• Social Media – some schools use Twitter and Facebook to share announcements
  • The local radio stations – they usually announce school closures.
  • Your mobile phone – many schools send out text messages to inform you of the latest information

All schools and nurseries will have a procedure in place for such events. It is worth making sure your nanny is aware of what this is.

Have a snow and adverse weather plan in place!

Communication is key! Have a snow plan in place in case of any last-minute closures due to the weather. Some nannies are only employed to work before and after school. If this is the case for you, talk to your nanny to see if they can look after your children during the time they should be at school. Factors including additional pay need to be consider and agreed.

It is important to have a plan put in place for such events, as alternative options might need to be considered.

Employees and Nannies, Drive Safe

One of the most important things to remember is to only drive in the snow if the journey is crucial! Do not drive unless you have to – check the Met Office website and weather websites for snow warnings and advice. Be sure to call your employer and let them know that it’s unsafe for you to travel, don’t risk having an accident.

It is also a good idea to consider the possibility of staying over at your employer’s house. Think ahead, check the weather forecast and plan for adverse weather conditions.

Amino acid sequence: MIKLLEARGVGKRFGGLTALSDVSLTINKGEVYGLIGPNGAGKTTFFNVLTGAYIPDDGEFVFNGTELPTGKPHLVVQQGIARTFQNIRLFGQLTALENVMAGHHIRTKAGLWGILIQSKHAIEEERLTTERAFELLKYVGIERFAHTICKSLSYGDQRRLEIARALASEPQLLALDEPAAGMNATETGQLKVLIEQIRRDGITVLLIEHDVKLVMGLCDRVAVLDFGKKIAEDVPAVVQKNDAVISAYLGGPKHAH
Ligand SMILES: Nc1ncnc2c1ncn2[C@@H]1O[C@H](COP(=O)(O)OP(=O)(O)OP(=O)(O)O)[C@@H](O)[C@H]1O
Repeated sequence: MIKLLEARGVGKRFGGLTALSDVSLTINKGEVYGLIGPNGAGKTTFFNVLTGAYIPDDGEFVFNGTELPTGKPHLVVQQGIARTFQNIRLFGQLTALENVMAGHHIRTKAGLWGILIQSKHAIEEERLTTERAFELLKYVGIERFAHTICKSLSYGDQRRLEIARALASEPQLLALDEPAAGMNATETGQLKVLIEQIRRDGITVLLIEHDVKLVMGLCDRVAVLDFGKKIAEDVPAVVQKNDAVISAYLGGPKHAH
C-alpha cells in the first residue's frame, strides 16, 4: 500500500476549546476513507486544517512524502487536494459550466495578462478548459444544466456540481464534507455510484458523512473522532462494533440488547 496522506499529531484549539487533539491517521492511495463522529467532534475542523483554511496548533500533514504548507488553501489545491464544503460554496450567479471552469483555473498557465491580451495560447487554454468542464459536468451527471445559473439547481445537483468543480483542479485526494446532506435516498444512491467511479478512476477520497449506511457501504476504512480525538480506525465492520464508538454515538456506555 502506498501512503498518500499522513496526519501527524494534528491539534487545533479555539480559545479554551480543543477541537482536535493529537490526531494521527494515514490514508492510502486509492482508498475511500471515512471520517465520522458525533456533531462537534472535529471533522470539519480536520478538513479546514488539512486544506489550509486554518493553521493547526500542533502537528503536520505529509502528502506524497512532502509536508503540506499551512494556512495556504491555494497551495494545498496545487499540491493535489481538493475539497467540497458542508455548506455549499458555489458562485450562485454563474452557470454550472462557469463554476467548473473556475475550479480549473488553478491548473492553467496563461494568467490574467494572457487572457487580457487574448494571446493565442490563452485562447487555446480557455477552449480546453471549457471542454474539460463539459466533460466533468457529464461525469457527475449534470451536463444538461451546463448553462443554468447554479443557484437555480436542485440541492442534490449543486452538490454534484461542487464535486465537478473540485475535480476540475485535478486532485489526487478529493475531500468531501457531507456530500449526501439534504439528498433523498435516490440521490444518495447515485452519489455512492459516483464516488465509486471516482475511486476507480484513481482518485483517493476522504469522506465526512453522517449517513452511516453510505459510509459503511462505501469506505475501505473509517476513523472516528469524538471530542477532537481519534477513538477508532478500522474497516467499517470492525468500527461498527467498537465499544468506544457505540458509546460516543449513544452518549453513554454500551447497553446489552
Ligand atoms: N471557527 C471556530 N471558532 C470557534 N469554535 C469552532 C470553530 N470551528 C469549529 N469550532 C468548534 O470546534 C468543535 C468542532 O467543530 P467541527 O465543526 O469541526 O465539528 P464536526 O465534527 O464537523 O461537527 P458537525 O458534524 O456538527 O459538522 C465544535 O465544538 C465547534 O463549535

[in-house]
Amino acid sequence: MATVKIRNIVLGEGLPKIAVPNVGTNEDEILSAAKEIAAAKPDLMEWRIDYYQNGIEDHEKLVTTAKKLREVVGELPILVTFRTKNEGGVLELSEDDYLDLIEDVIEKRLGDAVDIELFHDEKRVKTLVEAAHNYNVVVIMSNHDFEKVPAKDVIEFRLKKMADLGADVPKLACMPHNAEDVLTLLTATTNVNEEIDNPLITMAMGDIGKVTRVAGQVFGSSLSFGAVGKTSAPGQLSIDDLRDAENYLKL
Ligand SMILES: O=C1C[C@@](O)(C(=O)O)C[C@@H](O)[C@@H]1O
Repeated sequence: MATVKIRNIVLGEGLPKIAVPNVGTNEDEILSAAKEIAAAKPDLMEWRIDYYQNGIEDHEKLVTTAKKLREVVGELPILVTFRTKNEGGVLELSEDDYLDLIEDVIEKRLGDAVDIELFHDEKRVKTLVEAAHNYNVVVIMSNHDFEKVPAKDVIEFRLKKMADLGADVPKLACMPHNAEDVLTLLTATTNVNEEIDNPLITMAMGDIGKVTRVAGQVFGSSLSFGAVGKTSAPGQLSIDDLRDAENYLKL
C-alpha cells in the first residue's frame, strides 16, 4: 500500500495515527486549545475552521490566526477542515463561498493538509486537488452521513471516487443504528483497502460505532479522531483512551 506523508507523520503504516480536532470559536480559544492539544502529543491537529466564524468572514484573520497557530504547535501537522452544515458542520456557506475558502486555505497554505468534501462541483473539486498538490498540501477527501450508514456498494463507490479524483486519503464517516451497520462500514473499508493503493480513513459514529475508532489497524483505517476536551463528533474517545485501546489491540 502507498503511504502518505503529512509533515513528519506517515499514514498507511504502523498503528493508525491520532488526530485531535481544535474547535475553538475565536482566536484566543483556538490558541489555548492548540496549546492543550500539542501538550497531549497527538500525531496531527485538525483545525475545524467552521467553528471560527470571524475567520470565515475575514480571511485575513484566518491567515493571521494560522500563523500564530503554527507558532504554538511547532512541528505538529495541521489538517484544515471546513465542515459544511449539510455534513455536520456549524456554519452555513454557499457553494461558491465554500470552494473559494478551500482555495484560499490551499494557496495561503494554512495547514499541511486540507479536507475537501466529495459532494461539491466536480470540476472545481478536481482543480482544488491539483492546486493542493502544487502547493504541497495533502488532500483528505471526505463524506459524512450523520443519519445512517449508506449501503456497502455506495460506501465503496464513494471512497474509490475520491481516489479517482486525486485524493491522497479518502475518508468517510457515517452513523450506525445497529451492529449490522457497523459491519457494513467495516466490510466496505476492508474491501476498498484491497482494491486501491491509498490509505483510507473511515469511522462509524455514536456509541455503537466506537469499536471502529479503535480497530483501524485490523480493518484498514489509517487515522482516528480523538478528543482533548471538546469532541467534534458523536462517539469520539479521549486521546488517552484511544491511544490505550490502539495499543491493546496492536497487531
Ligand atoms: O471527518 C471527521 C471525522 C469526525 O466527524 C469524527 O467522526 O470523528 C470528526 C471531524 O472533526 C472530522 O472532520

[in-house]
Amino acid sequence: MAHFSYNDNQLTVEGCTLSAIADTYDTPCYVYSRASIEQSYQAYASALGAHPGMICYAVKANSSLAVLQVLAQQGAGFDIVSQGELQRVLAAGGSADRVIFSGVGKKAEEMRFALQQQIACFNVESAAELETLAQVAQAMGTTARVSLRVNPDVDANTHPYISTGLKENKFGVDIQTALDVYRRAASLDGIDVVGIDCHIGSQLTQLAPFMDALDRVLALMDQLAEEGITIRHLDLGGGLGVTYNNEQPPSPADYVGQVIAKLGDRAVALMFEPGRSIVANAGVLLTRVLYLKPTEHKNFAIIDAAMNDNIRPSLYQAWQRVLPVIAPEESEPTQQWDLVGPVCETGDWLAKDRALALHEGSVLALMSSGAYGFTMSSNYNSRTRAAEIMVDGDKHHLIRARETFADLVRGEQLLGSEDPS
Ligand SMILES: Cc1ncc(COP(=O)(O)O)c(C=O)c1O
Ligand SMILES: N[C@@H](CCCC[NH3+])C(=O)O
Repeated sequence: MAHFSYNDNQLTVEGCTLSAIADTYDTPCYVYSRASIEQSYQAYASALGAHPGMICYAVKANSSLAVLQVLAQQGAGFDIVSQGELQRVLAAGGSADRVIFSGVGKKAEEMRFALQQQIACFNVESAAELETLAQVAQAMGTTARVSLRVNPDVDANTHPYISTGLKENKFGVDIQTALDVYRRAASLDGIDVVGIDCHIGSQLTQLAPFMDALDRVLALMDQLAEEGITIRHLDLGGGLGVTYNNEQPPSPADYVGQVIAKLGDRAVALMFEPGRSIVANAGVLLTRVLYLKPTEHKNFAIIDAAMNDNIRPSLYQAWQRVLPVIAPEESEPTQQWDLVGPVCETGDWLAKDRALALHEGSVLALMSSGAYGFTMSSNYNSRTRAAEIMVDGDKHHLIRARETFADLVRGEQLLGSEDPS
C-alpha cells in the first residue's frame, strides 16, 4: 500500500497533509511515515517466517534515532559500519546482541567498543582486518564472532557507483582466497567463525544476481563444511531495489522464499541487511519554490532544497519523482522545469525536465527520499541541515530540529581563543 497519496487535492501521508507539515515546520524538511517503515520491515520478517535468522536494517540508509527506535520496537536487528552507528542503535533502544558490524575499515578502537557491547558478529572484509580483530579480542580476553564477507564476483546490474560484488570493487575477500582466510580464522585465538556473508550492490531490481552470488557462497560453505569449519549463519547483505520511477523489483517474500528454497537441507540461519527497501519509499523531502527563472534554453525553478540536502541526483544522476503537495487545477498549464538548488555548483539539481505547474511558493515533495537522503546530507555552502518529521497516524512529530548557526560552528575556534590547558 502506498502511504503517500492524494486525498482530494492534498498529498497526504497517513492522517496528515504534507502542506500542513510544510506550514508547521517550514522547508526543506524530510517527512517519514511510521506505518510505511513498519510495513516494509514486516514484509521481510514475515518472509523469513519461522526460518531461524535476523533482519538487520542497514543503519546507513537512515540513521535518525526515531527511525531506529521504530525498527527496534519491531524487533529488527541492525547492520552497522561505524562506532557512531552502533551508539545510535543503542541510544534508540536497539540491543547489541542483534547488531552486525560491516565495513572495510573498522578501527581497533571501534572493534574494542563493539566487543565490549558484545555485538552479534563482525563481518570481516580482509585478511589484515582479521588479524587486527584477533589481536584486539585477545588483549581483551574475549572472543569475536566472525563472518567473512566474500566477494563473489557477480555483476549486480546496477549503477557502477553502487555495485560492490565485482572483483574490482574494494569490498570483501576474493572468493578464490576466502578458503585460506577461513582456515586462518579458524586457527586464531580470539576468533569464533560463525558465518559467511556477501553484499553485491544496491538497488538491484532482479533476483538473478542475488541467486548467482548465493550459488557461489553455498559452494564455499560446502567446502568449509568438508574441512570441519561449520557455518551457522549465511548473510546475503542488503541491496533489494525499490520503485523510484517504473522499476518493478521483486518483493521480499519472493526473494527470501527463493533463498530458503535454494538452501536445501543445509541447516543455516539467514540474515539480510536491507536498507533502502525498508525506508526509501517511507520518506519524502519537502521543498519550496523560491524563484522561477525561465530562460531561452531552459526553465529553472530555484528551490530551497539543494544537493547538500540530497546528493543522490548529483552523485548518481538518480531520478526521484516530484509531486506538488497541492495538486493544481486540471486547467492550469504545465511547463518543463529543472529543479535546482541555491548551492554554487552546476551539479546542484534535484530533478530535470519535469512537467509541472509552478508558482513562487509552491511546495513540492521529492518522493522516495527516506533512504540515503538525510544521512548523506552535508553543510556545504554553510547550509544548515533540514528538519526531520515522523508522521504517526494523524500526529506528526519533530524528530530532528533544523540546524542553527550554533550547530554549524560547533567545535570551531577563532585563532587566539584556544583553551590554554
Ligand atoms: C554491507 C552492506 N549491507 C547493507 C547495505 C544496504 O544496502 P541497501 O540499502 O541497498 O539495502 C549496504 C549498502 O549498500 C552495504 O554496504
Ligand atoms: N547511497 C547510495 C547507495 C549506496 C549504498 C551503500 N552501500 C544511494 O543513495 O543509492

Stay Safe in the Snow

Remember to ensure you keep safe and warm in the snow. The impacts of the cold weather are worse for young children, babies and those with pre-existing medical conditions.

Make sure you:

  • Stay tuned in to weather forecasts
  • Check and maintain daytime room temperatures of 21C
  • Check bedroom night time temperatures and maintain it at 18C or warmer
  • Keep warm and active and if you must go out, dress warmly and wear non-slip shoes.

Written by Emily Martin for Harmony at Home Limited. All Rights Reserved, 2018

Top tips to stay safe in the Winter

January 2, 2018 | Leave a Comment

Get set in time for Winter this year with these top tips.

Nannies and parents, with the weather as unpredictable as it it, it is important to be prepared for bad weather conditions that could strike at anytime! Winter often brings with it cold and severe weather conditions so it is always recommended to take precautions.

To Prepare for Winter:

  • Put together an emergency kit. This should be filled with food, clothing & equipment. Keep this kit safe in a safe place. It is advisable to have a kit for the house and a separate one for the car.
  • Keep updated with the weather forecast and flood reports. Know what weather is predicted so you can prepare and get supplies in if necessary.
  • Have an emergency contact ready. Keep a hard copy of an emergency phone number for someone that you know you can call on if needed. It is important to have a hard copy of this in case you are unable to access a device or the internet.
  • Check workplace and school polices to see if you have a plan in place in case of severe weather. Know who to contact in case you are unable to get in to work or your children are not able to get to school.

What to do if Severe Weather Strikes: